Russia’s central bank scrambles to limit fallout from tough sanctions

Feb 27 (Reuters) – Russia’s central bank on Sunday announced a series of measures to support domestic markets as it struggles to manage the growing fallout from tough Western sanctions over the weekend in retaliation for the invasion of Ukraine via Moscow.

The central bank said it would resume buying gold domestically, launch a no-limit buyout auction and ease restrictions on banks’ open currency positions. It also expanded the range of securities that can be used as collateral to obtain loans and ordered market participants to reject offers from foreign clients to sell Russian securities. Read more

The central bank did not respond to a request for comment from Reuters.

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The moves came after Western allies stepped up sanctions on Saturday, taking steps to ban major Russian banks from the main global payment system SWIFT and announcing further steps to limit Moscow’s use of a war chest. $630 billion to undermine sanctions. Read more

The new round of sanctions was likely to deal a devastating blow to the Russian economy and make it difficult for Russian banks and companies to access the international financial system. The ruble plunged nearly 30% to an all-time low against the dollar on Monday.

Russians waited in long queues outside ATMs on Sunday, fearing that new Western sanctions against Moscow’s invasion of Ukraine could cause cash shortages and disrupt payments.

“A bank run has already started in Russia this weekend … and inflation will immediately spike massively, and the Russian banking system is likely to be in trouble,” said Jeffrey Halley, senior market analyst based in Asia at OANDA.

Nomura analysts said the West’s new retaliatory moves against Russia are likely to have wider global implications.

“These sanctions from the West are likely to harm trade flows out of Russia in the long term (about 80% of foreign exchange transactions processed by Russian financial institutions are denominated in USD), which will also harm the growth prospects of major partners. Russia’s trading markets, including Europe and lead to higher inflationary pressures and risk of stagflation, in our view,” the analysts wrote in a note to clients.

Energy giant BP has opened a new front in the West’s campaign to isolate the Russian economy, with its decision to drop its stake in state oil company Rosneft (ROSN.MM) for a cost of up to $25 billion, the most aggressive move ever made by a company in response to Moscow’s invasion of Ukraine. Read more

Russian business operations of other Western companies are also in the spotlight as governments tighten financial screws on Moscow

Several European subsidiaries of Sberbank Russia, majority-owned by the Russian government, are failing or are likely to fail due to the reputational cost of war in Ukraine, the European Central Bank, the lenders’ supervisor, said on Monday.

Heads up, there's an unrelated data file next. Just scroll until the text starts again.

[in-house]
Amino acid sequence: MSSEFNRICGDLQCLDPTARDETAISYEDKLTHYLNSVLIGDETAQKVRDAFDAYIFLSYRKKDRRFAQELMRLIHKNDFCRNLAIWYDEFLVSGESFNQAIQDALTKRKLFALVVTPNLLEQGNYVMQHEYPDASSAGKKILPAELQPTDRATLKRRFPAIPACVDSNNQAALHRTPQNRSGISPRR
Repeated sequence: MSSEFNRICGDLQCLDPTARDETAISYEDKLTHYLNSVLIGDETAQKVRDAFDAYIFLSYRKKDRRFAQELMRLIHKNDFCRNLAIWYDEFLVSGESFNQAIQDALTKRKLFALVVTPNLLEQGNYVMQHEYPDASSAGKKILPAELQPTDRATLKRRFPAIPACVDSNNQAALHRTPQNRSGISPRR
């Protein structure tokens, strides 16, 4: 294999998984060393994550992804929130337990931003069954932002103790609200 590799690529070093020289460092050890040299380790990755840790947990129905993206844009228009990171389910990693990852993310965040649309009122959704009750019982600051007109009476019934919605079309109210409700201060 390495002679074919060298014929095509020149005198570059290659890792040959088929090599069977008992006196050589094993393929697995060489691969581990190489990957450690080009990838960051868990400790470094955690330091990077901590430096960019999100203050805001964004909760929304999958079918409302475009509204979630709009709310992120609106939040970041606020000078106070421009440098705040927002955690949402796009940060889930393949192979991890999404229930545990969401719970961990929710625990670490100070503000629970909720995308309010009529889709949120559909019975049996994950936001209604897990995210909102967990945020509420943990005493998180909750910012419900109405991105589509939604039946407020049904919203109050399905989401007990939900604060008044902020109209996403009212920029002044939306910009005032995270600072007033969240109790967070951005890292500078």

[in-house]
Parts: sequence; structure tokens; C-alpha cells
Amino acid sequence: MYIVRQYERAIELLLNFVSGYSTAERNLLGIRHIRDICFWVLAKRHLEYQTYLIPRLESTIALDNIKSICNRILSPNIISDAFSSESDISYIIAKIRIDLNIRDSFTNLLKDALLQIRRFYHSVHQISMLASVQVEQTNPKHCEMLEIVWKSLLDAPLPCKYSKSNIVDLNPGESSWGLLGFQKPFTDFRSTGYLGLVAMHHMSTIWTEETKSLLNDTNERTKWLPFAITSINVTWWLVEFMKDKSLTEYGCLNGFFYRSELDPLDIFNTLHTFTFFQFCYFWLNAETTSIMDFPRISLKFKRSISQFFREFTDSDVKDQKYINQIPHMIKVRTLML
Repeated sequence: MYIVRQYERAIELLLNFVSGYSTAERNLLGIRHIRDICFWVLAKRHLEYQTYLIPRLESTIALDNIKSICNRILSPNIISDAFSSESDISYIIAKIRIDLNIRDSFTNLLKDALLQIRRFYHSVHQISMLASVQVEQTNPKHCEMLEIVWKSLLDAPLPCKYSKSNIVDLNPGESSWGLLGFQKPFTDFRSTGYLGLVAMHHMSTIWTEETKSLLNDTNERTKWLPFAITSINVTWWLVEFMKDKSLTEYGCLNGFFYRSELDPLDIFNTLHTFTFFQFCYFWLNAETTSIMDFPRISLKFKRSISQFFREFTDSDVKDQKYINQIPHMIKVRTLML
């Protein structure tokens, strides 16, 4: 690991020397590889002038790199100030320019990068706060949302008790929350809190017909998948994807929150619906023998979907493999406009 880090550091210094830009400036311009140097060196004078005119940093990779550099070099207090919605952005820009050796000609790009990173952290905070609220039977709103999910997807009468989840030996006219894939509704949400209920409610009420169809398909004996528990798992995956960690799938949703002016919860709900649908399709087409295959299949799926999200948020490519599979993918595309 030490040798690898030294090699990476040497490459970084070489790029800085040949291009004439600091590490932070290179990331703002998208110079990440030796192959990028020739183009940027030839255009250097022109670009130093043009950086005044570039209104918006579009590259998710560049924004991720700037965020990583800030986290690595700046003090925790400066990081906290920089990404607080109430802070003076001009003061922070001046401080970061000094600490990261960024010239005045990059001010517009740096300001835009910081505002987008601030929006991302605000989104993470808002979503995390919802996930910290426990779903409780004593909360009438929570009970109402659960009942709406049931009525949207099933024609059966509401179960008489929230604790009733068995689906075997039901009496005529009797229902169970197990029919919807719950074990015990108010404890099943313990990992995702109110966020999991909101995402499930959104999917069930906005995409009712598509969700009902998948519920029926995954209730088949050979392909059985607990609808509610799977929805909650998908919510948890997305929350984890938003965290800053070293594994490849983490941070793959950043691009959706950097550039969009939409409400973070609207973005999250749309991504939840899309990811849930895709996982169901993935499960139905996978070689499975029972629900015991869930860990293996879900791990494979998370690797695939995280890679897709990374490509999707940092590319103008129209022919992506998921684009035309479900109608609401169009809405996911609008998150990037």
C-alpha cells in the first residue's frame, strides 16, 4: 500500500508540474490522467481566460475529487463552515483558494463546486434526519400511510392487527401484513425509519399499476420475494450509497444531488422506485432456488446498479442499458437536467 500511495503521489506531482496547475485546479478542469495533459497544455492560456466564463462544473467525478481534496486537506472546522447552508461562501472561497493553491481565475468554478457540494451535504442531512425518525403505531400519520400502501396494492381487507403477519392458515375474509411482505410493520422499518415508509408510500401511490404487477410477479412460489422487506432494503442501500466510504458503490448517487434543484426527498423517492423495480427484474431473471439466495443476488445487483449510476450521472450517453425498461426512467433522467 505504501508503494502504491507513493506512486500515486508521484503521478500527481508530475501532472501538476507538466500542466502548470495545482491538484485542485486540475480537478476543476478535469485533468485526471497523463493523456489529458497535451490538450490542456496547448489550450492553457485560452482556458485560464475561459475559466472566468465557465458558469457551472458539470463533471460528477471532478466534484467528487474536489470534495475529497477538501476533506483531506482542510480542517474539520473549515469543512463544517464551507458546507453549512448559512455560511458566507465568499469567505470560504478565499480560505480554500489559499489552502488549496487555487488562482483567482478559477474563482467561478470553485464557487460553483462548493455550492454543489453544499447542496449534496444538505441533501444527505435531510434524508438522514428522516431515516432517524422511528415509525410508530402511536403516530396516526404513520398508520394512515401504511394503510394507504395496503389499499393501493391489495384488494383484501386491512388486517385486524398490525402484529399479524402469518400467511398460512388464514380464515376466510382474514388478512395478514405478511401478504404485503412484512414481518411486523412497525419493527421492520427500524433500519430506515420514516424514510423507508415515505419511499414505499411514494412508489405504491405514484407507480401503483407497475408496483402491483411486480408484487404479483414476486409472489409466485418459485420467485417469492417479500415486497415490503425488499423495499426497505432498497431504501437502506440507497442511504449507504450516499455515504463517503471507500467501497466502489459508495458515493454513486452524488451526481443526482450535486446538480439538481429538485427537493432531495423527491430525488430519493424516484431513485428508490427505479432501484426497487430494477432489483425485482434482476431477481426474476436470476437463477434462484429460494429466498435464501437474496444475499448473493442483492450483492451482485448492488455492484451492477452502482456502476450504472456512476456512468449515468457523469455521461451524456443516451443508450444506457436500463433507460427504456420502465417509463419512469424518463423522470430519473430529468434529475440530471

The Russian central bank in several announcements on Sunday sought to ensure financial stability. He said he would start buying gold on the domestic market again from February 28.

He also ordered market participants to reject attempts by foreign clients to sell Russian securities, according to a central bank document seen by Reuters.

In a bid to inject liquidity into the financial system, he said there would be no limits at a “fine-tuning” auction he plans to hold on Monday and added that the banking system remained stable after new sanctions targeting Russian financial institutions.

The central bank said bank cards were working normally and customer funds could be viewed at any time. He said it would greatly expand the range of securities that can be used as collateral to secure central bank loans. Read more

The central bank also said it was temporarily easing restrictions on banks’ open currency positions after the sanctions. The measure, allowing banks suffering from “external circumstances” to maintain positions above official limits, will be in place until July 1, he said in a statement.

The central bank said it would continue to monitor changes in currency positions “to ensure the normal functioning of money and money markets and the financial stability of credit institutions.” Read more

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Moscow office report; Written by Paritosh Bansal and Shri Navaratnam; Editing by Stephen Coates and Jacqueline Wong

Our standards: The Thomson Reuters Trust Principles.

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